The symbols created by the war were, that is to say, politically ambivalent, just as the poets in The Lost Voices were both “modernist” and traditional. The Italian Communist Antonio Gramsci wrote,
The spiritual conquests achieved during the war, the communistic experiences accumulated in four years of bloodshed undergone collectively, standing shoulder to shoulder in the trenches, would be in vain if we do not succeed in placing each individual in the framework of a new collective life.
But the war experience as symbol of social solidarity was much the same for the Nazi who told an American sociologist, “The war had taught us one lesson, the great community of the front. All class differences, staunchly entrenched before the war, disappeared under its spell. Out there it was what a person was, not what he seemed, that counted.”
And the great French painter Fernand Léger was not the only artist for whom the war symbolized a new populism: “The war enabled me to discover the people. It completely changed me.”
Even people such as the poet Siegfried Sassoon who had emerged from the war most convinced of its futility could all the same remember moments when “everyone suddenly burst out singing.” Moreover, even if the memory of the fraternization between British and German troops facing each other in the trenches at Christmas 1914 (vividly described by Eksteins) was soon overlaid by systematic hate propaganda from the authorities at home, it was never wholly forgotten and was revived when, some years after the armistice, a new generation was coming of age who were very aware of the horrors and slaughter of the war.
It is notable that this new interest in the war and the revival of some of its symbols, as exemplified by the adulation of Lindbergh, coincided with the onset of the Great Depression. As George L. Mosse has put it, “Was it that the cumulative disappointment of the peace, now confirmed by the Great Depression, led to a revival of the War Experience, and in a few cases, such as that of Erich Maria Remarque, to a reconstruction of the war as ultimately responsible for the present crisis?”1 Professor Eksteins in his discussion of the flood of war book that appeared in 1929–1930, of which the most famous was Remarque’s All Quiet on the Western Front, writes, in a most interesting chapter analyzing the novel and its reception, “The war boom of the late twenties and early thirties was a product of [a] mixture of aspiration, anxiety, and doubt.” It came at a moment when movements for international understanding were flourishing—the Briand-Kellogg Pact for the Renunciation of War, for example; and Aristide Briand himself described Remarque’s novel as “a beautiful and true book. It has four millions of readers in all countries. Why? Because men have had enough of war.”2 But it also came at a moment when a new strident nationalism, especially in Germany, was deliberately reviving the symbolism of the Great War in its political propaganda.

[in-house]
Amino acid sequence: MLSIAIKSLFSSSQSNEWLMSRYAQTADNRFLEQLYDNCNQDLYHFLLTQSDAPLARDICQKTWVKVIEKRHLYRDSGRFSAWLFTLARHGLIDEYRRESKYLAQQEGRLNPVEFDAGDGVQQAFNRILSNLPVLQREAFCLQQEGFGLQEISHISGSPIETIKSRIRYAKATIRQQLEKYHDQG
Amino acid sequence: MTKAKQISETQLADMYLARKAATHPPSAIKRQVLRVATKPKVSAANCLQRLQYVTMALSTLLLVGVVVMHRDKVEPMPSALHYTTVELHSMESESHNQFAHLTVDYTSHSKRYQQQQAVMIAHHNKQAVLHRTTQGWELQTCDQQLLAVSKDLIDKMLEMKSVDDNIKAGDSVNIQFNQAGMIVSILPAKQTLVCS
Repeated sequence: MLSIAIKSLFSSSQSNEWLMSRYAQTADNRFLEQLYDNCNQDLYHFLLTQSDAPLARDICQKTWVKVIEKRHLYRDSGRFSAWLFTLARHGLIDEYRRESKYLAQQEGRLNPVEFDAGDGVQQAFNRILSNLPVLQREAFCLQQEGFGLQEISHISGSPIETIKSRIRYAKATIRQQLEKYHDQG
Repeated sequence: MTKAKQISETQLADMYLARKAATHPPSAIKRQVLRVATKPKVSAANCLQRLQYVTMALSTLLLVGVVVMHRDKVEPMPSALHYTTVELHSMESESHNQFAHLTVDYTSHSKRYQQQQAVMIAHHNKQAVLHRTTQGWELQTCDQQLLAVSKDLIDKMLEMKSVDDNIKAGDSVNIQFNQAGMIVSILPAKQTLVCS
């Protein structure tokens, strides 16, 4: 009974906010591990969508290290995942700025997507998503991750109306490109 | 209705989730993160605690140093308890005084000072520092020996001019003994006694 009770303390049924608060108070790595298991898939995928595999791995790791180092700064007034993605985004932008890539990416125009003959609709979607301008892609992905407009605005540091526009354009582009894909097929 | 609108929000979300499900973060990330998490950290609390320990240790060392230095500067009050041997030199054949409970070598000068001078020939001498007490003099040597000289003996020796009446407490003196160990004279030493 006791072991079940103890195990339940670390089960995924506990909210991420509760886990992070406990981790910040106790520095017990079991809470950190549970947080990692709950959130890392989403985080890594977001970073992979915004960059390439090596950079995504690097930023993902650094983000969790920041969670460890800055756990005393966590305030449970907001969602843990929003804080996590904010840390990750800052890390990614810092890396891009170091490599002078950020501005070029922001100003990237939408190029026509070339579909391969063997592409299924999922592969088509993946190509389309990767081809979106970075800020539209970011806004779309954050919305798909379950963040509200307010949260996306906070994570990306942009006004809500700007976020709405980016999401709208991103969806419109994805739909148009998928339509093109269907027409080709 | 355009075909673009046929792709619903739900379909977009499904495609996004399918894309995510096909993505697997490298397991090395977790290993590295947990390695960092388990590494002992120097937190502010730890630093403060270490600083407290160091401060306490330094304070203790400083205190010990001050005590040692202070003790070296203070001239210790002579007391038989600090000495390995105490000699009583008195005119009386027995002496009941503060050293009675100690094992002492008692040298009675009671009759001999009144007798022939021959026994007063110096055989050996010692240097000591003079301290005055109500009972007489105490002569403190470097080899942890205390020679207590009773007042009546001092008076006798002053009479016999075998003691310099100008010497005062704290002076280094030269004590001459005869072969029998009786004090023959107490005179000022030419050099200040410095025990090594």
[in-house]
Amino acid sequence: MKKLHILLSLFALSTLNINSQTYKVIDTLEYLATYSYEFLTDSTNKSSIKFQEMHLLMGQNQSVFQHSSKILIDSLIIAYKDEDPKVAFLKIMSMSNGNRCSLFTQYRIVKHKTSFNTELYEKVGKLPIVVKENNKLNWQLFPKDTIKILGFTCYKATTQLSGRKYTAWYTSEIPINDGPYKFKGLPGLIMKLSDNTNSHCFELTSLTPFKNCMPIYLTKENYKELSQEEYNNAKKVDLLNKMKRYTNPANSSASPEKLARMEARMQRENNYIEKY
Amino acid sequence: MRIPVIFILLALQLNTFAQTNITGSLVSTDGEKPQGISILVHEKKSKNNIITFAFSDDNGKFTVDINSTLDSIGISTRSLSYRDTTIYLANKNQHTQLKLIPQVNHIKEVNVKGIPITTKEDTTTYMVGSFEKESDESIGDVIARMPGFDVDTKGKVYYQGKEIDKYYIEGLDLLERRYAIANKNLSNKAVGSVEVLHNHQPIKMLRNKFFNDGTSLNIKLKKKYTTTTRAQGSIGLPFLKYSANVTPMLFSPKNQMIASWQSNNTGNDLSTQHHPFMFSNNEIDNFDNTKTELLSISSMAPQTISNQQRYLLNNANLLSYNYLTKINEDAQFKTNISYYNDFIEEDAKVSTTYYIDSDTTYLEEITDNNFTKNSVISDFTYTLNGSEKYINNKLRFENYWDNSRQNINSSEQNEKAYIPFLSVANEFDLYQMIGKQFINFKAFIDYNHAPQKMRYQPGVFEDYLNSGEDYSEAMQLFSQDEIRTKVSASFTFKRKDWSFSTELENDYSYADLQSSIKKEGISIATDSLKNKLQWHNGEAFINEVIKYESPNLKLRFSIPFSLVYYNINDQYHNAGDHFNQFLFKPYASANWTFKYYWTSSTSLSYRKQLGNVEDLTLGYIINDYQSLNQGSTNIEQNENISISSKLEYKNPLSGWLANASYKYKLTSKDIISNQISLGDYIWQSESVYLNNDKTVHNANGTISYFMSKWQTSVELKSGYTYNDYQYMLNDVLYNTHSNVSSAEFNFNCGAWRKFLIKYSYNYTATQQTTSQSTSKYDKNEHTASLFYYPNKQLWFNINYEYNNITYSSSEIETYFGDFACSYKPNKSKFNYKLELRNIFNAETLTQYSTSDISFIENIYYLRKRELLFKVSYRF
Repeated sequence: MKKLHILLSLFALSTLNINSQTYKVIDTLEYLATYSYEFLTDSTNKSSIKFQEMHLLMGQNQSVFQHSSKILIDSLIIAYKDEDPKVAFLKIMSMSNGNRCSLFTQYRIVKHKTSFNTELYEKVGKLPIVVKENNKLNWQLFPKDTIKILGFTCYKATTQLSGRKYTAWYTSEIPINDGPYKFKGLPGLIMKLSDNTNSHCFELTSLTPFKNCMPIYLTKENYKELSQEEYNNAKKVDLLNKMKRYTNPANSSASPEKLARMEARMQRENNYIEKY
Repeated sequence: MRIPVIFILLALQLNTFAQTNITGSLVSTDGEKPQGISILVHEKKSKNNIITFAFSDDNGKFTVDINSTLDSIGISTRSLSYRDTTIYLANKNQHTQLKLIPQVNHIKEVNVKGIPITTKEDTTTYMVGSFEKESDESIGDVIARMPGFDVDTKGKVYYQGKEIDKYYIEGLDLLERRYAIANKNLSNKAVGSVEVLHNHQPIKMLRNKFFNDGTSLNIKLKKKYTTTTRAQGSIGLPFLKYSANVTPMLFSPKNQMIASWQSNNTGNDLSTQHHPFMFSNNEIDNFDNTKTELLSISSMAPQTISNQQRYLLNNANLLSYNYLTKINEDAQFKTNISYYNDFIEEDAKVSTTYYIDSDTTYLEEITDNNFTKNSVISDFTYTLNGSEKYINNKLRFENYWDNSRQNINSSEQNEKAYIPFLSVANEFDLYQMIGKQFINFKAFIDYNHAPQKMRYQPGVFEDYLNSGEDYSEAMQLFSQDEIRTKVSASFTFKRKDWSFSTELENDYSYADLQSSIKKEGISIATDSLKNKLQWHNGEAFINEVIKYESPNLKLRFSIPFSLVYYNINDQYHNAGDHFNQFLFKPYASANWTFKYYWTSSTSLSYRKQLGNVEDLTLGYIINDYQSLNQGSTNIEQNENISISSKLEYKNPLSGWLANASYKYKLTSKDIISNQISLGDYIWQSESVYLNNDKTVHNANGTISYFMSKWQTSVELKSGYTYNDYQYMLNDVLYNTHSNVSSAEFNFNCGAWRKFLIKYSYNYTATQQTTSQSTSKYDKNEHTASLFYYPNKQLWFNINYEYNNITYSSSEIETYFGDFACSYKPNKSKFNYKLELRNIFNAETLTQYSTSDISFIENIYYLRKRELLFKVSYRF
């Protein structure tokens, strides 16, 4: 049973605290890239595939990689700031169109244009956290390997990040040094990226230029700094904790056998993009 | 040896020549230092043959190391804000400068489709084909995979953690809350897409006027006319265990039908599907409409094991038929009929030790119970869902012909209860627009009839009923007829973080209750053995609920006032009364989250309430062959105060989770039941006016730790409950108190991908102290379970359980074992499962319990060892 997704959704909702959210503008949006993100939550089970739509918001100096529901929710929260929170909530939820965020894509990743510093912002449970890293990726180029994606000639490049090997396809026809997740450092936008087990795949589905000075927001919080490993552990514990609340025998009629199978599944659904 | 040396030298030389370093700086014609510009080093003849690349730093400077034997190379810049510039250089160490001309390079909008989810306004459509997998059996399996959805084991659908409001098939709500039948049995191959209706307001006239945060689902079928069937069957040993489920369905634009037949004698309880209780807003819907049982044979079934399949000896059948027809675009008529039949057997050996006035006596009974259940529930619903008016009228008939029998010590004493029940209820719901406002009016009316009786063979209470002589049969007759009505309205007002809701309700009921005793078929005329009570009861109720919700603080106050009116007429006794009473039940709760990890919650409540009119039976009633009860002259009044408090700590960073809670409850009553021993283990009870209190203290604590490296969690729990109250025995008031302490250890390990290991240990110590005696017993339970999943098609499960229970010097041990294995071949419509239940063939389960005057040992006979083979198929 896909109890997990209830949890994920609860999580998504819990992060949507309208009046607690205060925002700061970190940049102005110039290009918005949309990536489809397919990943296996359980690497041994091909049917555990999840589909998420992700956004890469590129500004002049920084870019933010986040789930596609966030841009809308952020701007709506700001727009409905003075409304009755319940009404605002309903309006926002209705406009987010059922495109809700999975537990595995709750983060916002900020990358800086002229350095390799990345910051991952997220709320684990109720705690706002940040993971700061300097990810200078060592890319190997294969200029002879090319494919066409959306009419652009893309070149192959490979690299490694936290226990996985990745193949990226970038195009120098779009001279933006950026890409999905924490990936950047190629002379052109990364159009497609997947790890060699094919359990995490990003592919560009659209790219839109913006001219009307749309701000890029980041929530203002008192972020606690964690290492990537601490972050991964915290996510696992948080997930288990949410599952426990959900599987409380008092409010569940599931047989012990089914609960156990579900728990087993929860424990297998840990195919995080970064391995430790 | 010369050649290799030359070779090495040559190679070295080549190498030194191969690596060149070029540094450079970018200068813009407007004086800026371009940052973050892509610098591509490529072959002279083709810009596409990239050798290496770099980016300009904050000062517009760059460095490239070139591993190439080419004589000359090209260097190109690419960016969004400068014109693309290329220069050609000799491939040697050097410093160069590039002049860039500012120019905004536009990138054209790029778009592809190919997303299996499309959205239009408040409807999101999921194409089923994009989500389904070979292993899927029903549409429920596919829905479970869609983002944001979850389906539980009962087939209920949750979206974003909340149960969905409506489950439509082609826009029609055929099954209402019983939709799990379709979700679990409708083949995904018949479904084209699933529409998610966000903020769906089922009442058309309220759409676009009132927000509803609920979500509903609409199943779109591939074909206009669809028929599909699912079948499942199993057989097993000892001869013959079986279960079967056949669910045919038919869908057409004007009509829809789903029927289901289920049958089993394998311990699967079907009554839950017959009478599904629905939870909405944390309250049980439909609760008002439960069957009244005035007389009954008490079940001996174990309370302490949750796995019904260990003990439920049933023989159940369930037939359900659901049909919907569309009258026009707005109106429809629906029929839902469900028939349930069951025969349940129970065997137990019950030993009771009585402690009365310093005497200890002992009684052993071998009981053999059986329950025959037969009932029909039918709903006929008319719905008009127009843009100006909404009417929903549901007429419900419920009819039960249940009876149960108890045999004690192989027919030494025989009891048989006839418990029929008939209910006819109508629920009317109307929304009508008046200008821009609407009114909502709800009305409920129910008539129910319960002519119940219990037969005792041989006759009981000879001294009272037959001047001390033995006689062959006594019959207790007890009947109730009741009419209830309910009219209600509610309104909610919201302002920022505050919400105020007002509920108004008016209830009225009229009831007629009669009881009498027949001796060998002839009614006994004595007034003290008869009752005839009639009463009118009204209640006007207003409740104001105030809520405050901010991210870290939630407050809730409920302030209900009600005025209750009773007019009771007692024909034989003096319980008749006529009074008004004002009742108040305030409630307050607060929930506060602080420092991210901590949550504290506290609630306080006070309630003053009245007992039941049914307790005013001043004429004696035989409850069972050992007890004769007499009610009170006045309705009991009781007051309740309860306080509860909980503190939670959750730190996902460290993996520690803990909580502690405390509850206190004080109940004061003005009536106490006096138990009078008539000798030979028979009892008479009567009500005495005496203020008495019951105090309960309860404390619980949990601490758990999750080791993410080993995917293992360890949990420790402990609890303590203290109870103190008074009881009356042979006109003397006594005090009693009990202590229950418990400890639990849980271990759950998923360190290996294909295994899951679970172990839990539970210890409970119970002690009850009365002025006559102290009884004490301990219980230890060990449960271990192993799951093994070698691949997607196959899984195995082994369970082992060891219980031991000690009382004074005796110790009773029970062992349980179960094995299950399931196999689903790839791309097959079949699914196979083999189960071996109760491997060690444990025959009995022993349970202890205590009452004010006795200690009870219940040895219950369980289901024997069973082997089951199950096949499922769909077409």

Remarque’s book, coarse as it now seems, in its vivid and sometimes moving evocation of the humdrum and the horrible typical of life in the trenches or the hospital wards seemed to symbolize the pointlessness of the war experience. As such, it was welcomed by pacifists and denounced by militarists or even simple patriots, so that, as Eksteins tells us, it was banned from military libraries by the Czechoslovak Ministry of War. Its significance lies not so much in what it actually tells us about the war (and in this connection it is worth comparing it with another famous realist novel published while the war was still going on, Henri Barbusse’s Le Feu) as in what it tells us about the state of mind of people some ten years after the armistice. “All Quiet can be seen not as an explanation but as a symptom of the confusion and disorientation of the postwar world.” Eksteins also sees in the book not only revolt against the war and the society that produced it but also the expression of a certain fascination with death and destruction:
Like the Dadaists, [Remarque] was spellbound by war and its horror, by the act of destruction to the point where death becomes not the antithesis of life but the ultimate expression of life, where death becomes a creative force, a source of art and vitality.
Perhaps Professor Eksteins pushes his point beyond what Remarque’s text will actually take, but he brings out clearly the ambiguity of the war experience and of the symbols in which it lived on.
They were symbols that another exsoldier, Adolf Hitler, whose war experience was, Eksteins points out, more genuine than that of Remarque, extrapolating “several months’ experience into a general account of the war,” knew how to exploit effectively. Robert Wohl in his conclusion to The Lost Voices of World War I writes of Hitler,
One cannot help being struck by the fact that the man who plunged Europe into war in 1939 and carried her to the verge of self-destruction…was a veteran of the trenches and a member of the generation of 1914. Hitler liked to say that he was an artist who worked on history, recalling paradoxically the modernists’ pre-war vision of a cultural revolution. But the revolution Hitler had in mind and set out to realize was far from the one that the modernists had dreamed of during the heady years of “intellectual intoxications” before 1914.
"Two World Wars and the Myth of the War Experience," Journal of Contemporary History, Vol. 21 (1986), p. 502.↩
F. Siebert, Aristide Briand (Zurich and Stuttgart, 1973), p. 508.↩